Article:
Enter palace as visitors no.7 and 8 of the day.  Photo the outside of the immense Indo-Saracenic marvel.  Proceed to entrance of palace, minus shoes  Pay baksheesh to guard to not have to return to square one regarding the camera we had inadvertently not left at the counter we weren't asked to leave it at.  Grumble slightly and mutter under breath.  Moods lift slightly at the golden elephant howdahs, silver chairs etc.  Walk around seemingly endless halls all decorated in total-over-the-top-bananacakes-mad excess.  It's not quite Versailles, but it is a baroque circus dream.  Exit palace and search fruitlessly for food amongst the sandalwood fans, statues and all manner of garbage.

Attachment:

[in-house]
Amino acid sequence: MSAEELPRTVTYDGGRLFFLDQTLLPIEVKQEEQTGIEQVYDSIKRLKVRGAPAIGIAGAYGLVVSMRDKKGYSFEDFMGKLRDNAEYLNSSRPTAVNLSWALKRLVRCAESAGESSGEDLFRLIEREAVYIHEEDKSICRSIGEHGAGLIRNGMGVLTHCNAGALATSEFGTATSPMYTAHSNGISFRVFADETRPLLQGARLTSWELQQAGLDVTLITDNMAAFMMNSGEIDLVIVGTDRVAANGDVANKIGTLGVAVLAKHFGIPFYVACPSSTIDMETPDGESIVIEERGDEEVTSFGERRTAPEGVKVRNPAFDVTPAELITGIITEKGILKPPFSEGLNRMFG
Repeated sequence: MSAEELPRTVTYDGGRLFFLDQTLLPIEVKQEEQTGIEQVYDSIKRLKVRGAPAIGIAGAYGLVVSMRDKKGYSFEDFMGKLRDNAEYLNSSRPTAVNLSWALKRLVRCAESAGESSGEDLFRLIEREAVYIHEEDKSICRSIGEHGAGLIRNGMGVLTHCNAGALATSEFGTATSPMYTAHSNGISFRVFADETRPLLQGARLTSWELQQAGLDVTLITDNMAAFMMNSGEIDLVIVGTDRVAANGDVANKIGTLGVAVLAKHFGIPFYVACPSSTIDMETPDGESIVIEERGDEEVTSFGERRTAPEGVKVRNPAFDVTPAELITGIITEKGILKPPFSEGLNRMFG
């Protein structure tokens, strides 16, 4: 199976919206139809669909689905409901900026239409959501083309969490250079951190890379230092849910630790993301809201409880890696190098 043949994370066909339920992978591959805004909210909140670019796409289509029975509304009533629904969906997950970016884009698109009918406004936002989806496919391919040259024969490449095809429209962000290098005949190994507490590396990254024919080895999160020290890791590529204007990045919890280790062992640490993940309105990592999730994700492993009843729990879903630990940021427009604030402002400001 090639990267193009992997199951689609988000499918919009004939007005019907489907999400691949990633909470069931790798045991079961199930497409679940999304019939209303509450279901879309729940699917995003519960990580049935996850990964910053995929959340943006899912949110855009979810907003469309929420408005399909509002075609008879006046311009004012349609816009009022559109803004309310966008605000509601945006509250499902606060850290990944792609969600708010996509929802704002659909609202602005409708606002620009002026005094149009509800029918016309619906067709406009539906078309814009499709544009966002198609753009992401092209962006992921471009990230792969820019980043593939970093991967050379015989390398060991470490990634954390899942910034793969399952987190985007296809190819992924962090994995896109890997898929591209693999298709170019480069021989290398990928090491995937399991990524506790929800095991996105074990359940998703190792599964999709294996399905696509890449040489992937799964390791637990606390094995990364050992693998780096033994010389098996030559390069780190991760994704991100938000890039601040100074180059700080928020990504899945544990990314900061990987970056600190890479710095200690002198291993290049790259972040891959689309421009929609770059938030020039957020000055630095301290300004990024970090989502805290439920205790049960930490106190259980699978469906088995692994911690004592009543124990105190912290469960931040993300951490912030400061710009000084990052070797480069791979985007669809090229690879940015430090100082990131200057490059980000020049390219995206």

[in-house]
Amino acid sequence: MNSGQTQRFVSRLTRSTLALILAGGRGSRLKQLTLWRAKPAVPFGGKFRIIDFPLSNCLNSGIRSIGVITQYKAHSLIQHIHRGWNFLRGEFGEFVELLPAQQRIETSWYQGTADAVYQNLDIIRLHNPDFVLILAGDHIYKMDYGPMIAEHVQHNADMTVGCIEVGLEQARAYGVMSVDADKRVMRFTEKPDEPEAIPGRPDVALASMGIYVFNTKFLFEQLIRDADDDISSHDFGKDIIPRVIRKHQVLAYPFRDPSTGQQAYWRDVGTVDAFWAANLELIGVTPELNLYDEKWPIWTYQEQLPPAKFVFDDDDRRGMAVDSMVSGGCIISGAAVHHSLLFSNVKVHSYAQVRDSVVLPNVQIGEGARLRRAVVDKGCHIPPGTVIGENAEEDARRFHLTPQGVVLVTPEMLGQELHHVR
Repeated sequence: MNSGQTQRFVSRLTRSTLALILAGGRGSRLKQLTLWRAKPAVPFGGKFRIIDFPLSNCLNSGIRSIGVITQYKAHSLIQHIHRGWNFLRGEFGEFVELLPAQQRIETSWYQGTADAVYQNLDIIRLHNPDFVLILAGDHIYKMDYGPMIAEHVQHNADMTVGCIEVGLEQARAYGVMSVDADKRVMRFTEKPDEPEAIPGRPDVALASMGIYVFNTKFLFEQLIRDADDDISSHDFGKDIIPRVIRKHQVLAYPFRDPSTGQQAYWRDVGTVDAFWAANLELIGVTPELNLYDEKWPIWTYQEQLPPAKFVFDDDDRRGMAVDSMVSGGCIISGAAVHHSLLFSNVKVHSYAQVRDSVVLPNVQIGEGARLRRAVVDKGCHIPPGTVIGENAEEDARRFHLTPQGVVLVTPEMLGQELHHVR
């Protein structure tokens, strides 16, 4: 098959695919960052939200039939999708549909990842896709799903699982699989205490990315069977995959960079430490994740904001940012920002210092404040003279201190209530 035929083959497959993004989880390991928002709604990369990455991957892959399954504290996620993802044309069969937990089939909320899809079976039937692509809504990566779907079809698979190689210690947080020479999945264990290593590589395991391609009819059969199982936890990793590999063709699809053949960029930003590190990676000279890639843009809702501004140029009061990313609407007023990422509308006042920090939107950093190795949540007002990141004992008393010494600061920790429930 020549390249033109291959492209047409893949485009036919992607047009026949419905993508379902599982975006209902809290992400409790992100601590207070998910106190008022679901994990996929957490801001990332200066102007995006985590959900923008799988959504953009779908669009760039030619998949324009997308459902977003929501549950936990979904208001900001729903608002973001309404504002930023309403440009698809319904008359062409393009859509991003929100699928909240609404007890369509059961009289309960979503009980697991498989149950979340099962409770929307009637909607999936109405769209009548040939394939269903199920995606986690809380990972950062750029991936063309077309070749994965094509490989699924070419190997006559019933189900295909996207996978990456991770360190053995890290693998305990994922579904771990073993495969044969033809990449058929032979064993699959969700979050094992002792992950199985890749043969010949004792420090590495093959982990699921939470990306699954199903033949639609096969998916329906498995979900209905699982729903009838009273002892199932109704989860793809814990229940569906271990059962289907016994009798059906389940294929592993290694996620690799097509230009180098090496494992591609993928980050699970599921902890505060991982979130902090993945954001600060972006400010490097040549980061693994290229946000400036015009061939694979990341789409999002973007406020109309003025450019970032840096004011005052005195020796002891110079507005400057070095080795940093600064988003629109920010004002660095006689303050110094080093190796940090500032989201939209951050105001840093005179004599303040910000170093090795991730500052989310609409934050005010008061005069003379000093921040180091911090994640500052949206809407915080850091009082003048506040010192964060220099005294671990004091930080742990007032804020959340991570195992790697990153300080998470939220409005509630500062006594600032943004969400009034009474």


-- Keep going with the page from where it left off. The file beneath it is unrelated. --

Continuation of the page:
Rejoin car and head towards the Tibetan Colony nearish to Mysore, only a 2 hour drive away

Enter small colony and ring Lobsang to say we're there.  Realise that it's not a little isolated monastery.

Take lunch at a restaurant in what has turned out to be the biggest colony of Tibetans in India with thousands of people living here.

Meet Lobsang finally and settle down to tea, juice and stories of the past.  A life very different from our own - born in Kathmandu and raised as a Tibetan nomad before taking his vows and joining the monastery.  Bombard Lobsang with all manners of questions about the monastic life.  It's quite a thing to be a modern monk, with mobile phones and the internet.